St George's, University of London
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Data supporting "Comparison of clinical outcomes between Active and Permissive blood pressure management in extremely preterm infants"

posted on 2022-10-19, 15:49 authored by Narendra Aladangady, Joan MorrisJoan Morris, Ajay Sinha, Jayanta Banerjee, Felix Asamoah, Asha Mathew, Philippa Chisholm, Steven Kempley

Data set analysed in "Comparison of clinical outcomes between Active and Permissive blood pressure management in extremely preterm infants" by Aladangady et al. 

Study design:

This was a retrospective medical records review study. The neonatal unit outcomes of all extreme preterm babies were compared between Hospital 1 which aims to maintain BP above 30 mmHg irrespective of the gestational age (GA) (Active BP support group) and Hospital 2 which uses medication only if babies developed clinical signs of low BP (Permissive BP support group). The criteria used for intervention in the Permissive BP support group was mean arterial blood pressure (MABP) lower than the gestational age in weeks of the infant with clinical evidence of poor perfusion (poor skin colour/capillary refill time >3 secs, urine output <1ml/kg/hour from weighing of urine, lactate >3mmol/l, worsening base deficit/base deficit >8mmol/l and/or increasing oxygen requirement). Both centres had a comparable BP management protocol, consisting of initial 0.9% saline bolus of 10 to 20 ml/kg, followed by Dopamine, and then the addition of other inotropes if required, to achieve the predetermined Active and Permissive BP support.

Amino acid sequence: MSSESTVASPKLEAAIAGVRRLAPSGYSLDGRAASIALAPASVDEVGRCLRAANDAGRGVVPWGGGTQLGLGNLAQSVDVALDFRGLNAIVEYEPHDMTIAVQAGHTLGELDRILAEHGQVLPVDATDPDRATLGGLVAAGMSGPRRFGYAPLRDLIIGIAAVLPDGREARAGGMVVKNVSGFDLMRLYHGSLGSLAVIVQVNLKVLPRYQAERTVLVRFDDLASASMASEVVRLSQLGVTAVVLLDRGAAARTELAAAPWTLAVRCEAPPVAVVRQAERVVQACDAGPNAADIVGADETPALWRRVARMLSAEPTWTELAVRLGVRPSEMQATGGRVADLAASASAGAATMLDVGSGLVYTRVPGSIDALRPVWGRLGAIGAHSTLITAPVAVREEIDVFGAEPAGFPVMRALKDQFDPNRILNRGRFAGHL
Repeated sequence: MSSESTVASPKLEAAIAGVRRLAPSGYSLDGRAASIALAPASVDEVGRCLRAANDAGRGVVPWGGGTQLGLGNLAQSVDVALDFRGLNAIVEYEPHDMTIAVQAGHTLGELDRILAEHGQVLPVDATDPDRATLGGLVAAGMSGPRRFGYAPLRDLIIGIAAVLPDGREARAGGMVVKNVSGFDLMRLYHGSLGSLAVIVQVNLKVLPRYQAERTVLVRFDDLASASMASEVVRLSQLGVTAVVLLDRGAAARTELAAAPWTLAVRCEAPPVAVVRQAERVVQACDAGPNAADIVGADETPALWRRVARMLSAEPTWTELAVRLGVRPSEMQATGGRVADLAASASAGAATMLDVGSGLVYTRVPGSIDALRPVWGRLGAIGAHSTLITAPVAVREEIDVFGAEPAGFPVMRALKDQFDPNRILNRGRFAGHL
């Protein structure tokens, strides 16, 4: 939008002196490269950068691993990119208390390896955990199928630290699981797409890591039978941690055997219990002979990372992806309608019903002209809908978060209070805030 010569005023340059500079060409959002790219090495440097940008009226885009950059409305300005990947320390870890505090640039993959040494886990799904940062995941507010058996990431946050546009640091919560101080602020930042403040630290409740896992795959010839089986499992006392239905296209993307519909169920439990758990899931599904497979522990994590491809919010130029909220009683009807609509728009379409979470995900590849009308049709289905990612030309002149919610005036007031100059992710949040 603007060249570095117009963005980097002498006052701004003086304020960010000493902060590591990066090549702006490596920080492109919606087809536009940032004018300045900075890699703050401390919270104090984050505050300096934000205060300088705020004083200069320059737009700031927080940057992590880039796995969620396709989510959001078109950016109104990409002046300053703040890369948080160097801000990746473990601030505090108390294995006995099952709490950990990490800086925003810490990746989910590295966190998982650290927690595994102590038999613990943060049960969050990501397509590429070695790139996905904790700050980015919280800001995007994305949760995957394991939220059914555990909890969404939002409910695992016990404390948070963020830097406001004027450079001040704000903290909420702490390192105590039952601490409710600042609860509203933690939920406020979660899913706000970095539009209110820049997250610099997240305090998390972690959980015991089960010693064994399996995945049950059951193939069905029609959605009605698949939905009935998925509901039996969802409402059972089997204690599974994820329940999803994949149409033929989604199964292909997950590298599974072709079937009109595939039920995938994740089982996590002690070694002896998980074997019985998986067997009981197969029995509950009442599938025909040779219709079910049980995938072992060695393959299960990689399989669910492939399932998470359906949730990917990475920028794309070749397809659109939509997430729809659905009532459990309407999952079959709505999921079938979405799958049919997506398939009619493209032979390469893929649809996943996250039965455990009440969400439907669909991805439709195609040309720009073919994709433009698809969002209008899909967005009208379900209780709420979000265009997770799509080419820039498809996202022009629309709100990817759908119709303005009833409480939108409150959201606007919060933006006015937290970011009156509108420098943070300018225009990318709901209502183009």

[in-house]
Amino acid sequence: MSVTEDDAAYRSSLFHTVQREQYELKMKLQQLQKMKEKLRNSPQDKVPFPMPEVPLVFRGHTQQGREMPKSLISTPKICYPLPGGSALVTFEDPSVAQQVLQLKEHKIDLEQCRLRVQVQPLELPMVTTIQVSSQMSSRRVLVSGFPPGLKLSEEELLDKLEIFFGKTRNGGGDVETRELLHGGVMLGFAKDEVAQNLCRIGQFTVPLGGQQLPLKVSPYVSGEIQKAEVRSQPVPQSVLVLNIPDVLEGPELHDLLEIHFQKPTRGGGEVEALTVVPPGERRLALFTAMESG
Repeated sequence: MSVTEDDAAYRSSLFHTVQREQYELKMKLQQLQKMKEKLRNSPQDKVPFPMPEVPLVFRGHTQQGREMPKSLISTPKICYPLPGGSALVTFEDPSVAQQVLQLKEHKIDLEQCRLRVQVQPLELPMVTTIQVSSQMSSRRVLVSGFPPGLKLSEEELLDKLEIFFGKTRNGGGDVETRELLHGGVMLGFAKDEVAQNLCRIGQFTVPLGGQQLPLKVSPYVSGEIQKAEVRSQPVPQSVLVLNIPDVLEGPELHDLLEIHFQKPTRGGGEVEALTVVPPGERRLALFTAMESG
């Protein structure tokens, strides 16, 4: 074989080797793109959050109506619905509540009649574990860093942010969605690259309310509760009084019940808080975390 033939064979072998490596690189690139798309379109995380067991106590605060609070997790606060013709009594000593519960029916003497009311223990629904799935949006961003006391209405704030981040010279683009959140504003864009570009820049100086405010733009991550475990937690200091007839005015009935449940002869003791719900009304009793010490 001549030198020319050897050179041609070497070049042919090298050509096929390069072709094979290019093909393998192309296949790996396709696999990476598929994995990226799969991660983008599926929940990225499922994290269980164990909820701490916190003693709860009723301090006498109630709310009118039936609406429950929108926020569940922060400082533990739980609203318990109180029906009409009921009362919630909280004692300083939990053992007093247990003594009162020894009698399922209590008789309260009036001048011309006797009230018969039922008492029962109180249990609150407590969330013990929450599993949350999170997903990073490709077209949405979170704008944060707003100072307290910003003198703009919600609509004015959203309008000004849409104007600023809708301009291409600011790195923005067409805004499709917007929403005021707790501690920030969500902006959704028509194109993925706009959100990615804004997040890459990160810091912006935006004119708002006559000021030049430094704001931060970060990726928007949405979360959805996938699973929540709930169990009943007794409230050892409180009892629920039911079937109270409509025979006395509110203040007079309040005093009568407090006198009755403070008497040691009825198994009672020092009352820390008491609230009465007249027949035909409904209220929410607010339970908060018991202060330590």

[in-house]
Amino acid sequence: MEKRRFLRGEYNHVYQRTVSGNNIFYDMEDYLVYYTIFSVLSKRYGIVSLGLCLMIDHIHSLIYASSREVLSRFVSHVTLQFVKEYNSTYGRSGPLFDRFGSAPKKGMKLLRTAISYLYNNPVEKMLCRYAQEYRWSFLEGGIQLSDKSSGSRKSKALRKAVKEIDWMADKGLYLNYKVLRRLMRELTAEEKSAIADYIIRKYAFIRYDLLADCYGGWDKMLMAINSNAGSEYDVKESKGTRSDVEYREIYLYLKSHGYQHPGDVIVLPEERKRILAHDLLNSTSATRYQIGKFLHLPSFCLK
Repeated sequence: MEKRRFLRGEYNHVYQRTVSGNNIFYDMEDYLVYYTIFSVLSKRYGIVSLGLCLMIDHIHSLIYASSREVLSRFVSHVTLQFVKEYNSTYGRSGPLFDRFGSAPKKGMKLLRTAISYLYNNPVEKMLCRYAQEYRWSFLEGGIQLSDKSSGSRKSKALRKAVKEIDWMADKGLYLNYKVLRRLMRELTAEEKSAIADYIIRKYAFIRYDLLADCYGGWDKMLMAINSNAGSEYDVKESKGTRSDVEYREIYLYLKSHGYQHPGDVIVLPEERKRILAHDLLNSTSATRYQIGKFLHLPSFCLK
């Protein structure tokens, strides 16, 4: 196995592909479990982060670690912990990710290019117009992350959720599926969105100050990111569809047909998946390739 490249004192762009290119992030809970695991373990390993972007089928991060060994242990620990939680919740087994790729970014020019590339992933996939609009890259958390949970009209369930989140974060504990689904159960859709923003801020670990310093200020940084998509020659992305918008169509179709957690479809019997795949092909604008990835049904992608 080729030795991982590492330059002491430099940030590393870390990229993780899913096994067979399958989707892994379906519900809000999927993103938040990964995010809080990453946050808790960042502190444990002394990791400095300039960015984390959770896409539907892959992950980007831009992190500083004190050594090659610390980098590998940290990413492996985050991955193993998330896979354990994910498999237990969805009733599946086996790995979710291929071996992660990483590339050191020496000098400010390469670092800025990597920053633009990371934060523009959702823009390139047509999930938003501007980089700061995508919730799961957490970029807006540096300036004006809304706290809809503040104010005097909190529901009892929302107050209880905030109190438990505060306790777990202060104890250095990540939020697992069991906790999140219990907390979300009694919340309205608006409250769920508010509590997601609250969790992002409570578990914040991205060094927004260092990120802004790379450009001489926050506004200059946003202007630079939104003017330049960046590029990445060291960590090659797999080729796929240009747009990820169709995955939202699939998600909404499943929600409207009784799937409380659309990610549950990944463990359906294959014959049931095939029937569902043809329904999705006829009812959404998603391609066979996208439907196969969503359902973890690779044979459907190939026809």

All preterm infants born at 23+0-28+6 weeks gestation admitted to two neonatal units over 4 years from 1st January 2007 to 31st December 2010 were eligible. Babies admitted after 12 hours of age, with major congenital abnormalities, and whose intensive care observational charts (to collect BP data) were not traceable, were excluded. 

Data collected:

Pregnancy complications (antenatal Doppler findings, chorioamnionitis, hypertension), condition of the baby at birth (Clinical Risk Index for Babies (CRIB) score, cord pH and Lactate), and demographics of infants were collected using Electronic Patient Record (EPR) and BadgerNet (UK national neonatal EPR). Hourly systolic (SBP) and mean arterial (MABP) BP data were collected from intensive care charts. Inotropic medications, fluid bolus, red blood cell and other blood products used were gathered from medication and/or prescription charts. Short-term outcomes such as necrotising enterocolitis (NEC), intraventricular haemorrhage (IVH)/brain injury identified by brain ultrasound scan, bronchopulmonary dysplasia (BPD), patent ductus arteriosus (PDA), death or discharge, and duration of BAPM levels of care provided were collected from BadgerNet. NEC was defined by Bell’s stage of classification 23. BPD was defined as oxygen dependency at 36 weeks post conceptional age 24. PDA was confirmed by echocardiography. Ten percent of BP data collected was randomly verified by two researchers for confirmation of accuracy.  


Comparison of short and long term outcome of extremely preterm infants between two tertiary centres utilising different intervention thresholds for management of blood pressure

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